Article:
April 16 or ‘the day after’: a day most auditors and accountants will consider as the start of their temporary emancipation because the tax deadline has passed. Temporary, however, because unless we shift careers, we will face the tax deadline again next year.
Deadlines, depending on how high the stakes are, normally bring about high-stress situations and long working hours that eventually lead to physical, mental and emotional exhaustion. Deadlines apply to anyone and everyone. Whether our deadlines are imposed by external factors or self-imposed, we face deadlines no matter how young or old we are, and no matter in what industry we work. It does not even matter if we are working for profit or not. Each of us have deadlines to face.
On the day after, on the day the adrenaline caused by the deadline has subsided, on the day we somehow manage to have the mental space to think about other things, we start contemplating on many other matters such as rest, careers and family and personal time. Matters that you may have neglected over the past few months, but feel are important enough that they should not have been neglected to begin with.
When you start thinking about these things when you are still reeling from physical and mental tiredness, consider this word of advice: pause and consider the implications of your next steps, even if you are just thinking about resting.
Rest is important for our well-being. Even God rested after He finished creating the universe. But just as work has parameters such as deadlines, there should also be parameters for rest. We should be able to define what constitutes rest, when can we start resting and until when do we rest.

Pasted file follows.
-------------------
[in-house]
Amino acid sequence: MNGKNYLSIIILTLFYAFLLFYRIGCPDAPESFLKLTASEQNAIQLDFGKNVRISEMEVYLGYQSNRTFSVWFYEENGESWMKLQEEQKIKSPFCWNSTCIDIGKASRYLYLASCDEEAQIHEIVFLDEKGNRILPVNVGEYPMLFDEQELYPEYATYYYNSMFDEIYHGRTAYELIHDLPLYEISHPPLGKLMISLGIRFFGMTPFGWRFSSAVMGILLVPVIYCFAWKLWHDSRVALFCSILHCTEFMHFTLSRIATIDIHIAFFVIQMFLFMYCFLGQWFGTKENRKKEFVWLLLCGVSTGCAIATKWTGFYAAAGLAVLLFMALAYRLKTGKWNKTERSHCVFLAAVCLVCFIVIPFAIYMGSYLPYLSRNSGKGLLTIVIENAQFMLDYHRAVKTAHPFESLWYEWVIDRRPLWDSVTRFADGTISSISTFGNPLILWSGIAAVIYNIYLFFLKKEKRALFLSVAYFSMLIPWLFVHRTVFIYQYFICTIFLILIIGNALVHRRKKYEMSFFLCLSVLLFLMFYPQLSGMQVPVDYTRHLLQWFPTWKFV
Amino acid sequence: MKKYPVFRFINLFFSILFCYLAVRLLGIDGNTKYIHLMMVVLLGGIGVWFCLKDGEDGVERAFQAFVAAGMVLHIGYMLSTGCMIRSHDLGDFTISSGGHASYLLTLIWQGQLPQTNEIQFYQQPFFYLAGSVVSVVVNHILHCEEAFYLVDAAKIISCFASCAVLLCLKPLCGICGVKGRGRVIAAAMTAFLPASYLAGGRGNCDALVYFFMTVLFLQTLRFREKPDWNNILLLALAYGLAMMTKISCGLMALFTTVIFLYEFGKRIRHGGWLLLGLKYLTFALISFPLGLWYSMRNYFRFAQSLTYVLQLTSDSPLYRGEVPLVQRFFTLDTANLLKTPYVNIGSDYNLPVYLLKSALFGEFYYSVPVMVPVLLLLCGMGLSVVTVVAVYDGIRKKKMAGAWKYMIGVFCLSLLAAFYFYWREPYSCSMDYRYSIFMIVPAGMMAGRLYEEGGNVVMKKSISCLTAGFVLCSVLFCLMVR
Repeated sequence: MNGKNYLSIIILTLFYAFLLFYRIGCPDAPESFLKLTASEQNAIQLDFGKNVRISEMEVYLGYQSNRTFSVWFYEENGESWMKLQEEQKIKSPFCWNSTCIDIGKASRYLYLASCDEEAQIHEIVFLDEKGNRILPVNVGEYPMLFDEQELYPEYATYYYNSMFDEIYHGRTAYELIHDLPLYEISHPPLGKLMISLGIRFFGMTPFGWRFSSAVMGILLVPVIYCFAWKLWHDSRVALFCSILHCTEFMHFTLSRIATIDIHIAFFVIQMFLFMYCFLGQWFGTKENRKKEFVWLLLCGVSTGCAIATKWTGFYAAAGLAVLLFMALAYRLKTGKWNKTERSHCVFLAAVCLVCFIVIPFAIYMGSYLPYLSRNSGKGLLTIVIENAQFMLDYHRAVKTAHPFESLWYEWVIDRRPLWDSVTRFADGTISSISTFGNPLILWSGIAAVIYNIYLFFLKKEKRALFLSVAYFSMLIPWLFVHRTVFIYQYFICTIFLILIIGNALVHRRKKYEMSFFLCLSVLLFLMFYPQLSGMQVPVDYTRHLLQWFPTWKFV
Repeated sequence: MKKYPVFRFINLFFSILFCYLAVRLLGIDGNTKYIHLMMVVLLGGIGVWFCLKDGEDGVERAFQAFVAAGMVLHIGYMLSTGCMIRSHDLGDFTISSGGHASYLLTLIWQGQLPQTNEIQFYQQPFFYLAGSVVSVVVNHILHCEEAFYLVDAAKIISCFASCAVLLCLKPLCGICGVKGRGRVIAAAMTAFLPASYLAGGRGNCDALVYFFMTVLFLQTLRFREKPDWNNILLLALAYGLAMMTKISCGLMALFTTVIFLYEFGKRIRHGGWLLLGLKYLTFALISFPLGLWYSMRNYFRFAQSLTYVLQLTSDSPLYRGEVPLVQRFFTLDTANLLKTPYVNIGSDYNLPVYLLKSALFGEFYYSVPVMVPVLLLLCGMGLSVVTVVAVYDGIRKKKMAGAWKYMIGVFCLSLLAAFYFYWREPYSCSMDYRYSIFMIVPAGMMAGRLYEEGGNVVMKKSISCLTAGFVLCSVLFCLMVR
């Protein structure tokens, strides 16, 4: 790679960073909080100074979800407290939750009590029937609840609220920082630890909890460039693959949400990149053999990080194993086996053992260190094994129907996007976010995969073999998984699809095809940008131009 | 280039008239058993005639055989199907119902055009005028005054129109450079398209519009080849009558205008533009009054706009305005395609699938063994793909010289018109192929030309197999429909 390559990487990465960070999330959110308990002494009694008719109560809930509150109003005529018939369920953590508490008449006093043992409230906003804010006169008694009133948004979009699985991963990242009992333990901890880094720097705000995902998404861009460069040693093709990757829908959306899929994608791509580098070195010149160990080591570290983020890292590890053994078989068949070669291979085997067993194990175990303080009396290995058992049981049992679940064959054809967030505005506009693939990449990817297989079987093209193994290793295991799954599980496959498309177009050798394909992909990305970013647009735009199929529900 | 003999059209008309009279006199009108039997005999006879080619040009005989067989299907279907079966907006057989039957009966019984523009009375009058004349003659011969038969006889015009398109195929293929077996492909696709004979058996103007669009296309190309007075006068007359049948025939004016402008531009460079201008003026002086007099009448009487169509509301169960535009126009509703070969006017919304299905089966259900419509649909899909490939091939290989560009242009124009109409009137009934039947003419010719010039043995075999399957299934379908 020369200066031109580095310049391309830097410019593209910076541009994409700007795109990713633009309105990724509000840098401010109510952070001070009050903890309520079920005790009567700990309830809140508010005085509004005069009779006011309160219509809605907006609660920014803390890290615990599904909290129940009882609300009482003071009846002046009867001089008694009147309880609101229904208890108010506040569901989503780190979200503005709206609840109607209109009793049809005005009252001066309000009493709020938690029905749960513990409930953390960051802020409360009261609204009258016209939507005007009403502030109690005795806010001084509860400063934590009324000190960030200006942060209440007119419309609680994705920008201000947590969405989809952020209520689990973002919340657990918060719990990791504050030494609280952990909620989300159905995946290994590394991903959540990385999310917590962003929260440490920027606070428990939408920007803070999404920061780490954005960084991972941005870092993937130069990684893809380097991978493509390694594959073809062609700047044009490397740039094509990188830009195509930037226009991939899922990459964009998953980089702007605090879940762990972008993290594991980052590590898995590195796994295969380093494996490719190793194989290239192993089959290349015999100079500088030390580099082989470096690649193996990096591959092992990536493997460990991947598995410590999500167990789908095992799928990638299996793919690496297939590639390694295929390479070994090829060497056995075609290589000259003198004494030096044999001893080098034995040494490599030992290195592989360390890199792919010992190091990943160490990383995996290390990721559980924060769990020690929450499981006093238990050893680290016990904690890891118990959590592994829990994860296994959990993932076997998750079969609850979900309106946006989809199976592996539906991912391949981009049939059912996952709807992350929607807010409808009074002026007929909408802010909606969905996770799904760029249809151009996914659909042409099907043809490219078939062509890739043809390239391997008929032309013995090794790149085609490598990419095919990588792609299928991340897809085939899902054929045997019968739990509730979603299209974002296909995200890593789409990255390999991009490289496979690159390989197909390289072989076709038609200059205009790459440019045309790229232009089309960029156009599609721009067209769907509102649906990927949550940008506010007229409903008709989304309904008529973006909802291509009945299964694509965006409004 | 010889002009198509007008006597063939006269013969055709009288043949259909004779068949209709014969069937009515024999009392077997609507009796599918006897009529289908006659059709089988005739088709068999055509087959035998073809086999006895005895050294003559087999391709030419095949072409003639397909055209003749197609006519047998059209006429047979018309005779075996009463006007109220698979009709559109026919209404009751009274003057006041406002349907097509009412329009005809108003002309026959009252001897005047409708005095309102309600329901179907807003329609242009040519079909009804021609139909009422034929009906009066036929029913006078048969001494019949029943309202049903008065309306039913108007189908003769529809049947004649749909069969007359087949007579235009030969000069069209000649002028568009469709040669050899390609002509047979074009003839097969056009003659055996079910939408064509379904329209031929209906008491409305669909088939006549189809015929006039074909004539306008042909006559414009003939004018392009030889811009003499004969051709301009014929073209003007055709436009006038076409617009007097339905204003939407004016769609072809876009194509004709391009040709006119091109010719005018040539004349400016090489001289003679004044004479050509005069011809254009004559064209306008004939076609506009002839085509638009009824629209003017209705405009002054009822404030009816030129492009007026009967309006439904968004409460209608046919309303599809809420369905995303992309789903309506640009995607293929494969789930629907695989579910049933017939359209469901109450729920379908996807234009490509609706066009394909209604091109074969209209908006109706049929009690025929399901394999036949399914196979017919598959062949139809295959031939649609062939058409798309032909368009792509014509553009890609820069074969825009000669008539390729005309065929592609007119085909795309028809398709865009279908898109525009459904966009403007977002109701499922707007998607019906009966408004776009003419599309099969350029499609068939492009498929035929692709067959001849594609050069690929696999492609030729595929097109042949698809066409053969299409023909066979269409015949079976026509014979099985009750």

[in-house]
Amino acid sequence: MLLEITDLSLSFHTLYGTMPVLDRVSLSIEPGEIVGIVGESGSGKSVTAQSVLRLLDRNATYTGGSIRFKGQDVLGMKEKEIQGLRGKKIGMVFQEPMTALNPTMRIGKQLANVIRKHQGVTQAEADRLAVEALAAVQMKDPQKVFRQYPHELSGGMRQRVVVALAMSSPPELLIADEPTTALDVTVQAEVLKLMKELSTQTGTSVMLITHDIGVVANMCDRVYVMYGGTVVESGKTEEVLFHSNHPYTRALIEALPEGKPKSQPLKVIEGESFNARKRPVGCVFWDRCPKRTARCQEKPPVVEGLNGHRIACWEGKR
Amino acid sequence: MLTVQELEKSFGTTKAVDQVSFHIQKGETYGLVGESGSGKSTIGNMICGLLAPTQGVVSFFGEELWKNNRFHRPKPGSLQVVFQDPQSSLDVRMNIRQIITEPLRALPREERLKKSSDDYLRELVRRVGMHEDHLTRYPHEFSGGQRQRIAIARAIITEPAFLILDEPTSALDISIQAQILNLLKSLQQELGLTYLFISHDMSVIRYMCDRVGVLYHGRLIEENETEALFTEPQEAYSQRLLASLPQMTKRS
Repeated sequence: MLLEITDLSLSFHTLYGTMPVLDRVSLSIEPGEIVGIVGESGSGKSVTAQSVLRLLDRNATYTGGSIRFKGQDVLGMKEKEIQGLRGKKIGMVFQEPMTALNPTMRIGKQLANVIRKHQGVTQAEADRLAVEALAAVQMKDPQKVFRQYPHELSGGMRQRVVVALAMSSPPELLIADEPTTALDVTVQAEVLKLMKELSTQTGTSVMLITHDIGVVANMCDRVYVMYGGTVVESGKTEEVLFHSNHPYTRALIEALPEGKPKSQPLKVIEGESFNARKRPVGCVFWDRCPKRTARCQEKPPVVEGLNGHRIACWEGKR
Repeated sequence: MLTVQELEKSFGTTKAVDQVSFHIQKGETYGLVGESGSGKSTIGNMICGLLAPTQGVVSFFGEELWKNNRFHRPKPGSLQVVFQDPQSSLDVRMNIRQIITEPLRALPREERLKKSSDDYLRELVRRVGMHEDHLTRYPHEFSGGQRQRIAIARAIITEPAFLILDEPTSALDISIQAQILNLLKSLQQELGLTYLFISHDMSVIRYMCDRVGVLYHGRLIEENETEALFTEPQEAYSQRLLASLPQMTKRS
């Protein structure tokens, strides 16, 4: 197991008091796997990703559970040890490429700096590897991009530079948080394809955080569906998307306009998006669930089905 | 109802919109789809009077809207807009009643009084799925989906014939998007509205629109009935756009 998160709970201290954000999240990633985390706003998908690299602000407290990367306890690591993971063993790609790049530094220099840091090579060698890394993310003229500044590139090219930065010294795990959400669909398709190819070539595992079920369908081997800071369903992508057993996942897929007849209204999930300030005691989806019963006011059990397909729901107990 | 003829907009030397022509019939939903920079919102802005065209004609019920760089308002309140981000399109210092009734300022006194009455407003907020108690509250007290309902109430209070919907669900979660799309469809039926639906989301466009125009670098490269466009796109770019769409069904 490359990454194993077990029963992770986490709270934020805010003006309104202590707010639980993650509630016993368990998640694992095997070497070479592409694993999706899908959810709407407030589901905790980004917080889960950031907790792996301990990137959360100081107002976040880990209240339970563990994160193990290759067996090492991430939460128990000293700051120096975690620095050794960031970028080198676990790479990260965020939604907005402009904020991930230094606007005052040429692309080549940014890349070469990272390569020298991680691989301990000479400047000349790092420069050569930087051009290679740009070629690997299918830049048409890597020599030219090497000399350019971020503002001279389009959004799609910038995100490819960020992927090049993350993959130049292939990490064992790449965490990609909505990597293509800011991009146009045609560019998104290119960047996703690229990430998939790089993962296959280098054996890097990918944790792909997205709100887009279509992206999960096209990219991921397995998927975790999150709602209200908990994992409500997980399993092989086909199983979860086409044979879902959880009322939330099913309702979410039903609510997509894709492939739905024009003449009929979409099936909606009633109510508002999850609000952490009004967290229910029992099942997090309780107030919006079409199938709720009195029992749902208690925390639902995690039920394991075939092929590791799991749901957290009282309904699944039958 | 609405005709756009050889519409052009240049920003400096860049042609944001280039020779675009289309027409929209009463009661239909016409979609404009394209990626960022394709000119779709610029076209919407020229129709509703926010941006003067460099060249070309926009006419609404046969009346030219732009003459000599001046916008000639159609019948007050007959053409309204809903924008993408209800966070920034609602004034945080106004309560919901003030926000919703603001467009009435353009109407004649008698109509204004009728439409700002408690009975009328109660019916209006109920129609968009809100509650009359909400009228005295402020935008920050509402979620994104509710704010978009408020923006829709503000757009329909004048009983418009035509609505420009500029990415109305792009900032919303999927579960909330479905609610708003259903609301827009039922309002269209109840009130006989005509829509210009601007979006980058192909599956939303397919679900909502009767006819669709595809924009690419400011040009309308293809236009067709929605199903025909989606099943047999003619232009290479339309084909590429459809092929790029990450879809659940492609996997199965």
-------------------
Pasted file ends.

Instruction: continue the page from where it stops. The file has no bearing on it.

The problem is that one does not define these parameters for rest. We think we have already rested, but our mind and body do not agree. I remember when I would “rest” by playing video games as much as I wanted. I was not spending time working and I was just at home, but did I get the rest that my self was clamoring for? More often than not, no. That is why, when I reported back to work, I did not feel that my “rest” was enough.
Define what part of you requires rest. If it is your body, stay at home or go to a quiet place, sleep and relax. If it is your mind, engage in activities that will not require you to exert effort to think, like painting or running. Even at rest, we should still be mindful of how we would do it.
Likewise, if we do not define the timetable for our rest, our tendency is to “rest” and be lax at work, even if we still have to complete certain deliverables, or extend our rest, even if we are already back at work.
This would result in us unable to be at our best. Setting a deadline for our rest also sets our expectations: that I can only rest up to a certain date, after which, I expect myself to get back to work and perform at par with how I worked prior to resting. By not setting a deadline for our rest, it becomes more difficult to get back to our previous work level because we are still in rest mode. This rest mode can linger, having an impact on our work performance.
The other important reason for setting a deadline for our rest is this: our mind sometimes plays tricks on us. We sometimes feel that, since we have worked so much over the past two months, we have the “moral license” to rest for the next two months as well. That should not be the case.
Take time to rest, but be mindful of how you rest.
The day after today is the start of a long weekend for most working individuals. May we take advantage of the few days to truly rest our mind and body before we get back to work next week, fully rested and fully committed to work once again.
May we also use this time to reflect on a deeper sense of rest: rest that is beyond mind and body; rest that will not be affected by the daily happenings of our lives; the kind of rest that, no matter what happens, everything will be for our good, regardless of the situation.
May this Holy Week allow us to reflect on what Jesus Christ have done for us on the cross at Calvary; that He died on the cross for our sins, so that we may find our eternal rest in Him forever.
Anton Ng is a Partner of the Audit & Assurance P&A Grant Thornton is one of the leading Audit, Tax, Advisory, and Outsourcing firms in the Philippines, with 21 Partners and over 900 staff members. We’d like to hear from you! Tweet us: @PAGrantThornton, like us on Facebook: P&A Grant Thornton, and email your comments to firstname.lastname@example.org or email@example.com. For more information, visit our Website: www.grantthornton.com.ph.
As publsihed in The Manila Times, dated 17 April 2019